Unity is a good game development tool and honestly, I like most of its features. However, the programming framework is awkward to use on big projects where code maintainability is of fundamental importance. As you may have guessed, the following considerations in this article do not apply to simple projects or projects developed by one or two coders. For these specific cases, Unity is good enough. The arguments in this article apply to relatively complex projects developed by a medium-big team.
After years of analysing the intrinsic issues of the Unity framework, I realised that they all share the same root: the way Unity injects dependencies inside entities, or better saying, how Unity makes this natural process very difficult.
A dependency can be defined as an object needed by another object to execute its code. If object A needs object B to execute its code, B is a dependency for A. When B is passed into A, we say that the dependency B is injected into object A.
Unity code framework is designed around Bilas’ Data-Driven GameObject System1. A component-based entity framework brings many benefits: pushes the users to favour composition over inheritance, keeps the classes small, clean and focused on a single responsibility, and promotes modularity. This is in a perfect world.
In Unity, the Entities are called GameObjects and the Components are based on MonoBehaviour implementations. Components add “behaviours” to Entities and theoretically, they should be perfectly encapsulated. The Entity Component structure relies on the fact that components define the whole entity’s logic. In order to use a Gameobjects framework properly, the following should be followed:
- MonoBehaviours must operate within the GameObjects they are attached to. This is needed to ensure that encapsulation is not broken, as it shouldn’t be needed to. Components, by design, must handle only the Entity they are attached to.
- MonoBehaviours are modular and single-responsibility classes reusable between GameObjects.
- The behaviour of a GameObject should be extended by adding MonoBehaviours instead of adding code to an existing MonoBehaviour. One component must add only one behaviour to encourage modularity.
- GameObjects should not be created without a view such as a mesh or a collider or anything that is actually an entity in the game (i.e.: Monobehaviours shouldn’t be managers)
- MonoBehaviours can know other components on the same GameObject using GetComponent, however, they shouldn’t know MonoBehaviours from other GameObjects.
The first three points are obvious, even to those who have never heard about Entity Component frameworks. The Components design allows adding logic to an entity without using inheritance. We can say that instead to specialize the behaviour of an Entity vertically (usually specializing classes through polymorphism), Components allow expanding behaviours horizontally. This is not the place to talk about it, but in case you didn’t know, composition over inheritance is a well-known practice of which benefits have been proved extensively. The great thing about an Entity Component framework is then that composition comes naturally, without any particular effort. The smaller the component, the easier will be to reuse it, that’s why giving a single responsibility to each component will promote modularity.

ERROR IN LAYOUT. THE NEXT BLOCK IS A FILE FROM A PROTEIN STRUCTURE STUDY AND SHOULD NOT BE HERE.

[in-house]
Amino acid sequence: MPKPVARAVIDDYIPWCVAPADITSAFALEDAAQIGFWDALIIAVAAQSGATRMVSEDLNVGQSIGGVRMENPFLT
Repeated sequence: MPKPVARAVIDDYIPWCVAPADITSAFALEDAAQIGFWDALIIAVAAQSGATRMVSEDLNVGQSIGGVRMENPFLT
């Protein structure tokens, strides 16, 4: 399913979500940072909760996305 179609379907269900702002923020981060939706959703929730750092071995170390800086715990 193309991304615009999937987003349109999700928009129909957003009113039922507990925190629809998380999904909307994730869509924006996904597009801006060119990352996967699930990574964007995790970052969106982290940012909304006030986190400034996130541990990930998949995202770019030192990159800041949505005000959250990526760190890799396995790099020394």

The fourth point may seem an arbitrary rule, but Unity entities by default implement the Transform class, implying that the object must be placed in the world. What’s the point of having a Transform by default if it’s not used?
Last point starts to uncover the real issue. MonoBehaviours are meant to add behaviours on the GameObject that they are attached to and consequentially Unity can’t provide a clean way to let GameObects know each other without resorting to awkward solutions. The other problem is that Unity asks the user to use MonoBehaviours even when the logic to write is not related to an Entity at all. For example: let’s say there is an object called MonsterManager in the game world which must know the monsters that are still alive. When a monster dies, how can this object know it?
Currently, there are 2 simple solutions to this problem:
- MonsterManager is a Monobehaviour created inside a GameObject that has no view. All the monsters will look for the MonsterManager class using the GameObject.Find or Object.FindObjectOfType function inside the Start or Awake methods and add themselves into the MonsterManager. MonsterManager could potentially listen to a Monster event to know when it will die.
- MonsterManager is a Singleton and it’s used directly inside the Monster Monobehaviour. When a monster dies, a public MonsterManager function is called.
both cases are needed to solve the same problem: Inject dependencies. In the case A, MonsterManager is a dependency for the Monster objects. The Monster objects cannot add themselves to the MonsterManager if they don’t know the MonsterManager object. In the second case, the dependency is solved through the use of a global variable. You may have heard that global variables and singletons are very bad to use and you may not have fully understood why yet. For the moment, let’s focus on the practical aspects of these solutions:
What’s wrong with GameObject.Find
Aside from being quite a slow function, GameObject.Find is one example of how awkward the Unity Framework is for big projects development. What happens if someone in the team decides to rename the GameObject? Should GameObjects renaming or deletion be forbidden? GameObject.Find can lead to several run-time errors that cannot be caught at compiling time. This scenario could be really hard to manage when dozens of GameObjects are searched through this function. GameObject.Find and similar functions should be definitively abolished by the Unity framework (in favour of better alternatives).
What’s wrong with the Object.FindObjectOfType